Colorado does a lot right when it comes to gaming and sports betting.
But there is one area that must improve, and that’s responsible gambling. The state does not do enough or put as much of an emphasis on the issue as it should. And that needs to change.
Colorado lacks in responsible gambling
There are a couple of figures that show how lacking Colorado is when it comes to responsible gaming.
As of now, the state has only allocated $400,000 a year for all problem gambling programs. For the entire state. Before sports betting, it was $200,000 a year for responsible gaming in Colorado. So the state has merely doubled the funding for a much larger pool of gamblers.
In the words of Keith Whyte, that is clearly inadequate to cover the entire state. Whyte is the executive director for the National Council on Problem Gambling.
The other bit of concerning evidence is from a recent survey that was conducted by the Colorado Gambling Compliance (CGC). In the survey, the CGC looked at nine essential elements for responsible gambling in regulation.
New Jersey had nine of nine.
Colorado had either four or five, according to Whyte.
In this survey, Colorado was the least responsible in regards to their sports betting legislation compared to any other state. And it doesn’t allocate the proper funds needed for a serious issue like responsible gaming.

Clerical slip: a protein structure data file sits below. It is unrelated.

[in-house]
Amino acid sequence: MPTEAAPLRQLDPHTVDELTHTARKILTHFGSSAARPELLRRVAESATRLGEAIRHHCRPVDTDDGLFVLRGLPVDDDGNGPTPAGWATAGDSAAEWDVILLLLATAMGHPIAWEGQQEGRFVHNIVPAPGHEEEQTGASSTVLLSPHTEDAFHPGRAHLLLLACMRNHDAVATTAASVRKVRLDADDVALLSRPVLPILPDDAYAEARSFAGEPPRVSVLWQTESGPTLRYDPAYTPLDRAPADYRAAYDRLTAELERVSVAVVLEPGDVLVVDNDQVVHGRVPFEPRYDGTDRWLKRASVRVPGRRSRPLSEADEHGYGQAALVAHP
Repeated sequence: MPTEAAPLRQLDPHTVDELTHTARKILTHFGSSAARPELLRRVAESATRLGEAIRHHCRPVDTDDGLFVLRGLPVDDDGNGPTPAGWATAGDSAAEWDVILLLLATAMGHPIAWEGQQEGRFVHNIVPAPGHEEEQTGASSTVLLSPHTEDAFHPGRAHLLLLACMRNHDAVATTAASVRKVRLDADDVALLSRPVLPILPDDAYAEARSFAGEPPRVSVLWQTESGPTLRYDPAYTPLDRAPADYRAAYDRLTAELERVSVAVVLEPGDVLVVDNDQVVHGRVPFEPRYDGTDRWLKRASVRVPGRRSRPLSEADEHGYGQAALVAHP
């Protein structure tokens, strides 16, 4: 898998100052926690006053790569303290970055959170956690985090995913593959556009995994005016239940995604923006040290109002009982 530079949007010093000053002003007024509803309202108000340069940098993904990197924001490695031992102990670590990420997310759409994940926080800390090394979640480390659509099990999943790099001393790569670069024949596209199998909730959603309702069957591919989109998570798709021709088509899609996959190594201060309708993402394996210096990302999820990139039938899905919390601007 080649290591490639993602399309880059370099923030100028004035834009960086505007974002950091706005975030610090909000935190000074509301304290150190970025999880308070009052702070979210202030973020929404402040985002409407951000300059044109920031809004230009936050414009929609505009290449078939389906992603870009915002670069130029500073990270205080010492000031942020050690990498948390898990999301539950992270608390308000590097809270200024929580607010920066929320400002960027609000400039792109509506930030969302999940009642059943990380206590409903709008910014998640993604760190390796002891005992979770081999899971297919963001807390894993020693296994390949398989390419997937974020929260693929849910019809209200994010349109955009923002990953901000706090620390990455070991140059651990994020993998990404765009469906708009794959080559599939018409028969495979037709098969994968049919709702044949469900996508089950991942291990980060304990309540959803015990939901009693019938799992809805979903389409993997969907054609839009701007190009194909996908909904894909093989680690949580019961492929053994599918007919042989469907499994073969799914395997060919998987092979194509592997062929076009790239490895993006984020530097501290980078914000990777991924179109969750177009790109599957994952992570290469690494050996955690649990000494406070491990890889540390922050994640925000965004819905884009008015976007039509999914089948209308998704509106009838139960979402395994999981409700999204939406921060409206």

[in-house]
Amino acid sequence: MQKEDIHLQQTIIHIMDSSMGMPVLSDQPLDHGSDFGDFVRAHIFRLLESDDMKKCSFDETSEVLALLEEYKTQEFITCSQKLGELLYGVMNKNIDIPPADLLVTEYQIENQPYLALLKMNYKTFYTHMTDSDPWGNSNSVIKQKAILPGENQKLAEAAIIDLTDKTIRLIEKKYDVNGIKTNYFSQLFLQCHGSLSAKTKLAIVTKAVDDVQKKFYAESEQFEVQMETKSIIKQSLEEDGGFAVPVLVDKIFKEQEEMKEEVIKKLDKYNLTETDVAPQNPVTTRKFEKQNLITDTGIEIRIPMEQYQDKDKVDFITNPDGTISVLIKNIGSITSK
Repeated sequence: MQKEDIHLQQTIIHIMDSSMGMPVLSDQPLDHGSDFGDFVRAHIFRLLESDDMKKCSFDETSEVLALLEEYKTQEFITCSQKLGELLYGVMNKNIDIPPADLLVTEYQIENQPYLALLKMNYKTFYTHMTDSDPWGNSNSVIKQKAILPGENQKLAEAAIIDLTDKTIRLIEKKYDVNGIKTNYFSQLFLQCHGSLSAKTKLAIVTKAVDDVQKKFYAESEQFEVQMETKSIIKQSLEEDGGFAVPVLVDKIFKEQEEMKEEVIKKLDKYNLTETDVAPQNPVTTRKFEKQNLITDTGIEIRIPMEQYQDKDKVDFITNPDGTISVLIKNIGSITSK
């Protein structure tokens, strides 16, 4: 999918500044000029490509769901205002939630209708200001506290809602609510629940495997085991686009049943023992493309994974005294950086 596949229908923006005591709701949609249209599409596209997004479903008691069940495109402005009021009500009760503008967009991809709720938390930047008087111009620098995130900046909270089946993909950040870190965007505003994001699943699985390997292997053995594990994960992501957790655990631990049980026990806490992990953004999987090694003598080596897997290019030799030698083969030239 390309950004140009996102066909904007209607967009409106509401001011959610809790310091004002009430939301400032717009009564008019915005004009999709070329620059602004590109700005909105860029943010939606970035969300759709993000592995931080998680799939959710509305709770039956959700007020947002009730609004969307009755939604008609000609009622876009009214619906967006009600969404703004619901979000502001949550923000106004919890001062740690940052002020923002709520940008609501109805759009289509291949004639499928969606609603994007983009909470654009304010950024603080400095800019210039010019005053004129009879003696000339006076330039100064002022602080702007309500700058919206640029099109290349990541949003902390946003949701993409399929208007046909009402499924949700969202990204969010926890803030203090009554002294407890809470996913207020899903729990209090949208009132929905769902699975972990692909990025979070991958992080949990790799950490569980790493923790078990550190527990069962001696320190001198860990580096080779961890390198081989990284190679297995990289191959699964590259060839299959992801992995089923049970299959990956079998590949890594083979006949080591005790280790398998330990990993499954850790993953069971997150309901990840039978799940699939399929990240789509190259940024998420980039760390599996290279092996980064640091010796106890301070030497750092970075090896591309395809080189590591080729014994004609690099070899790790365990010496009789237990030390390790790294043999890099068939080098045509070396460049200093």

Possible increase in rate and severity of gambling problems
In a word, that is unacceptable.
It could also lead to big problems down the road if it goes uncorrected.
“So that’s one of the big issues is, it’s how you legalize something like sports betting,” Whyte said. “That’s going to determine the net costs and benefits, and by skimping on the responsible gambling regulations, by skimping on the problem gambling funding, we think Colorado is going to likely experience an increase in the rate and severity of gambling problems.
“An untreated addiction always does more harm and costs more to the state than prevention and education treatment. We know this from drugs. From alcohol. We know this from every other disorder. It’s the same thing for gambling. So they’re going to pay more for a problem that they’ve created because they short-changed the addiction prevention and treatment efforts. And because they’ve got a pretty light regulatory model.”
How can Colorado improve?
The good news is there are ways to correct the missteps. But a course correction is needed sooner rather than later.
One of the suggestions that Whyte offers is to have progressive operators support an expansion of responsible gambling measures and then make sure their competitors are doing the same sort of things. The other factor that can have a big impact is to have the responsible gambling discussion and feel a sense of urgency.
“Because right now, PointsBet and BetMGM, they’ve got a pretty high standard of responsible gambling, but Colorado is letting all their competitors get away with doing very, very, very little,” he said. “And so I think it’s in the interest of the leaders in the sports betting field to make sure their peers have to do the same level of spend, the same types of investments that a larger operator like PointsBet and BetMGM has made. And you can call it competitive.